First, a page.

Samples of DNA are applied to a glass slide in a series of microscopic wells. An enzyme is used to produce complimentary DNA (cDNA) which is labeled with a fluorescent dye. The cDNA is then washed over the glass slide. Wherever DNA and cDNA match up, a bond is created.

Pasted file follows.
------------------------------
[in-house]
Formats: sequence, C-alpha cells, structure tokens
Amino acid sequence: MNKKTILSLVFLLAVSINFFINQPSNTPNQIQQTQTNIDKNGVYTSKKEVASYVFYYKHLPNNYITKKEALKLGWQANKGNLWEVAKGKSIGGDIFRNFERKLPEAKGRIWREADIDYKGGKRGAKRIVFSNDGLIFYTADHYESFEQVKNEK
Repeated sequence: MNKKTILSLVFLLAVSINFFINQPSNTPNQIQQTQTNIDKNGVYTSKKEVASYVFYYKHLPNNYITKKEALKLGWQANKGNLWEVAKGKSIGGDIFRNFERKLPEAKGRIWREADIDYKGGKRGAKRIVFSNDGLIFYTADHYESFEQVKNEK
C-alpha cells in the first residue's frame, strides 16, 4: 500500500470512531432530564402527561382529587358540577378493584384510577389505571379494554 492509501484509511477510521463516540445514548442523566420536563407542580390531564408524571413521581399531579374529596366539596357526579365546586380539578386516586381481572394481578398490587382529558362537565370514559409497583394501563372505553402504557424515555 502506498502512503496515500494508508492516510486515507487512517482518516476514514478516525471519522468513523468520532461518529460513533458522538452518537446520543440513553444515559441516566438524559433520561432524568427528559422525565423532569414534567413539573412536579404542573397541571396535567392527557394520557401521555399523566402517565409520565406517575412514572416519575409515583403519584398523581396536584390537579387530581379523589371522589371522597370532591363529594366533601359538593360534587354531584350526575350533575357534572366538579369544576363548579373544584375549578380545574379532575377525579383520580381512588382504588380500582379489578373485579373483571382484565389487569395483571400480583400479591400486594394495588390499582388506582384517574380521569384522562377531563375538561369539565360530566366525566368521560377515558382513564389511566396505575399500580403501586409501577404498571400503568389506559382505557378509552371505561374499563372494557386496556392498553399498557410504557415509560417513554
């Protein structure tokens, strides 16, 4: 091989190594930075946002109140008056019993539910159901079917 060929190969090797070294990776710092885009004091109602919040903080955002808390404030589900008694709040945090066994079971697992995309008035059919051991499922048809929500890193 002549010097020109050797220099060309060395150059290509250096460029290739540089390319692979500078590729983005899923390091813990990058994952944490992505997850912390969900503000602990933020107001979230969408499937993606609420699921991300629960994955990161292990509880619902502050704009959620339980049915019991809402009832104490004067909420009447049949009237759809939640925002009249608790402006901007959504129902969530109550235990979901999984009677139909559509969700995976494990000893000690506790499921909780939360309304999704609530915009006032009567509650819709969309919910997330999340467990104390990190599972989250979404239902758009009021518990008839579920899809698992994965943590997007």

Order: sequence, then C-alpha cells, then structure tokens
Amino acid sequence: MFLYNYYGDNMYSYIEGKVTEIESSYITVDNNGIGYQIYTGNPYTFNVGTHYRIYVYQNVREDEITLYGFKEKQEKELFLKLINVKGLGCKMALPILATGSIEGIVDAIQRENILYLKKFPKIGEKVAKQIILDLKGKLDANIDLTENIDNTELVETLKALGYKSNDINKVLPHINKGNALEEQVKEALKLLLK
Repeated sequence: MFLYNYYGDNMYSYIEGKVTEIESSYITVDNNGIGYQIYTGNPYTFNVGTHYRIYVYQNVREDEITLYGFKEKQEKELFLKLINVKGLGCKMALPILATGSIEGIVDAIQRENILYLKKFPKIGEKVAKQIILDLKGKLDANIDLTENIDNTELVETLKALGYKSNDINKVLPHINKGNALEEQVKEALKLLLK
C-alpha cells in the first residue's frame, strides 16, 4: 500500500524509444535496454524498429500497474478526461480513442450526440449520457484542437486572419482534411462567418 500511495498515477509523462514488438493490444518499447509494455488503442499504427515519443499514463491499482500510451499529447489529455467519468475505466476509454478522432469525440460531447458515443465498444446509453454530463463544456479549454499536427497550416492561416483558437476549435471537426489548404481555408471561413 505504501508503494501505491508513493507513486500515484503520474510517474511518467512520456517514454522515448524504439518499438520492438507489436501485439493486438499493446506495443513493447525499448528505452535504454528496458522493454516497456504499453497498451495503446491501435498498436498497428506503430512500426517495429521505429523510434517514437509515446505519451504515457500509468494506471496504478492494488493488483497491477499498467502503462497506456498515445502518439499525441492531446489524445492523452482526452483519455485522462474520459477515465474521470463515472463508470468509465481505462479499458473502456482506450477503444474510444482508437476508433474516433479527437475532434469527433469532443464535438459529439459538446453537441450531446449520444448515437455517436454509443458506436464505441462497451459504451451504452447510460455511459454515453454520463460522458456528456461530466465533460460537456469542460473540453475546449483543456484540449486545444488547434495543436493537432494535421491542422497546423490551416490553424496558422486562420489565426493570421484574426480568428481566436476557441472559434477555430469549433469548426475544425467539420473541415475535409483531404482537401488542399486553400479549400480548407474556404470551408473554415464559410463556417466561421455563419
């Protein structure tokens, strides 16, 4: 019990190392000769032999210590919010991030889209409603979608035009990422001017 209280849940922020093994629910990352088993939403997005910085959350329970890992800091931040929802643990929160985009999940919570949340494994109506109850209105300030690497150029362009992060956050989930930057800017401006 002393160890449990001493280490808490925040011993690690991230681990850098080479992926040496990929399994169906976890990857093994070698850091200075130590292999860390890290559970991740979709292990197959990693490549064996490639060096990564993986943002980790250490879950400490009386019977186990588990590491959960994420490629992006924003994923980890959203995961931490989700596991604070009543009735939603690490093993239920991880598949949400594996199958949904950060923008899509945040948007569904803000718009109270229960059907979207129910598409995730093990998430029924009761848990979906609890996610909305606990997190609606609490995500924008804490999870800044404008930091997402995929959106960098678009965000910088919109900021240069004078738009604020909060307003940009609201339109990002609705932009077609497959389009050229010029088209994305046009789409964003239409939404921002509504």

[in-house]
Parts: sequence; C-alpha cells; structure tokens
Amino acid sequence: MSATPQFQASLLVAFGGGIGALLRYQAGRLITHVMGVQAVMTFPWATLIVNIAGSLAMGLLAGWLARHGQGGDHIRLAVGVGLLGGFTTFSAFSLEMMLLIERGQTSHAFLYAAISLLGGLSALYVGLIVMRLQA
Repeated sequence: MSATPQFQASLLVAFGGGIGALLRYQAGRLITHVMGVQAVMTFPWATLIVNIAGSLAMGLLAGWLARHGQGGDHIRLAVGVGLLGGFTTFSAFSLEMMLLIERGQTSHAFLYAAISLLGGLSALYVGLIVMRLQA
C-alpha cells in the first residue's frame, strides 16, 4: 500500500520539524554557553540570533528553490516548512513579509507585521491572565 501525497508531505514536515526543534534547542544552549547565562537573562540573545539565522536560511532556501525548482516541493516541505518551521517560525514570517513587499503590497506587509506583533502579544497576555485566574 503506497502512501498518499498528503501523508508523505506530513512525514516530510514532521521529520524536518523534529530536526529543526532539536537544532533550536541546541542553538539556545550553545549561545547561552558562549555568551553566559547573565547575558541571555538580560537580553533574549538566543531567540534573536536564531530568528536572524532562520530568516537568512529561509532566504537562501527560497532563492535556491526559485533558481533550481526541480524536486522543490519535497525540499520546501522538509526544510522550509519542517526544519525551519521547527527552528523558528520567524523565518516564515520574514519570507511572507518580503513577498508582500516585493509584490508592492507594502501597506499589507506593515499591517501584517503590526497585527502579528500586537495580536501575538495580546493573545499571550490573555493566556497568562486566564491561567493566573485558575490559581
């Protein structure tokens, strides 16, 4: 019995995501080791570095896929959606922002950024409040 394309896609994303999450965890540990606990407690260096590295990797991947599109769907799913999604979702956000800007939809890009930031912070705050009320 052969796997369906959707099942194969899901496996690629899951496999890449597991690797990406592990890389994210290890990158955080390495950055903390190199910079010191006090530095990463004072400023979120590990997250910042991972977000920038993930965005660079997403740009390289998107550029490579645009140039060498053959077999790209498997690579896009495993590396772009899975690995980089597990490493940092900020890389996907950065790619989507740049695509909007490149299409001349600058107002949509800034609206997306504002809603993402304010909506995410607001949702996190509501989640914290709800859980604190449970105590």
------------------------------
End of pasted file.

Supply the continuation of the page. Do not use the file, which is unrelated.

By using the DPSS Series 3500 UV Laser, researchers can fluoresce the bonded wells and generate an illuminated array of hybridized bonds without damaging the samples. The original DNA in each well is known, therefore the illuminated array can help researchers determine the origin or functionality of the unknown enzyme. Since the fluorescence is of a longer wavelength than the native illuminating laser, the signal to noise ratio can be extremely high, thereby increasing the sensitivity of the measurement.